The one hour and 15 minute classes start with yoga and mindfulness before focussing on a particular attribute like agility, the core or balance through drills and exercises.

Following sold-out sessions at Sweaty Betty, in the Victoria Quarter, The Tetley, in Hunslet, and at Holly’s Yoga Hero studio, the programme has been refined ahead of the first full eight-week programme which launches on January 10. The sessions will take place weekly at Yoga Hero at Leeds Dock.

A Roga workshop at Leeds Dock.

A Roga workshop at Leeds Dock.

“We’ve spend a lot of time planning it and it’s been really popular. All of our workshops have sold out,” Jayne added.

“What’s been really enlightening has been seeing people, who have felt they didn’t enjoy one or the other of the disciplines, grow to love it because they see how it works with the other one.”

It is hoped that Roga will expand rapidly once the first new instructors are trained in spring 2016, as it follows in the footsteps of Zumba.

The fitness classes, enjoyed regularly by more than 10million people worldwide as of 2010, originated in a Latin-inspired dance class that saw aerobics and Latin fuse in Colombia more than a decade earlier.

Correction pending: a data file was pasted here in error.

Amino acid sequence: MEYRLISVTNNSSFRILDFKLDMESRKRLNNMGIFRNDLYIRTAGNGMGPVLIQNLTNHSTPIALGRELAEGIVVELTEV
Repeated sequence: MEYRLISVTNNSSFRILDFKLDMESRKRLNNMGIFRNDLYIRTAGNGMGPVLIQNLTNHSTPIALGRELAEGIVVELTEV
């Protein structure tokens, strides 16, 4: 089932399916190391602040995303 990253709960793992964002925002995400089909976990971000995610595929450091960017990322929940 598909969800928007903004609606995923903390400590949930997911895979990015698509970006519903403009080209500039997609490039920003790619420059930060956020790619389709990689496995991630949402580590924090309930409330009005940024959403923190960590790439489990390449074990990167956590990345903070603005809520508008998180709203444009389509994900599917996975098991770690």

First training blocks set for Leeds

Agility, strength, the core, balance and coordination are all focuses of some of the eight introductory Roga sessions.

People of all ages are being invited to the first eight-week course running at Yoga Hero, at Leeds Dock, every Sunday from January 10 at 4.30pm.

The full course of eight sessions, each lasting one hour and 15 minutes, and a takeaway information toolkit costs £70.

For details visit or search for RogaRunYoga on Twitter or Facebook.


Is Leeds-based running yoga start-up the new Zumba? – Yorkshire Evening Post.

Yes to Yoga! | Relished blog |

Yes to Yoga!

Yesterday I attended my very first yoga class, and wanted to share my experience with you all. While I’m sure that groundbreaking results aren’t going to be apparent after just one session, I must say that today I woke up with a bigger smile and enhanced spinal strength! Going into the class, I informed my instructor that I was a beginner. She warmly smiled and told me that most people in attendance were beginners as well. Phew! At least I wouldn’t look like a complete dork.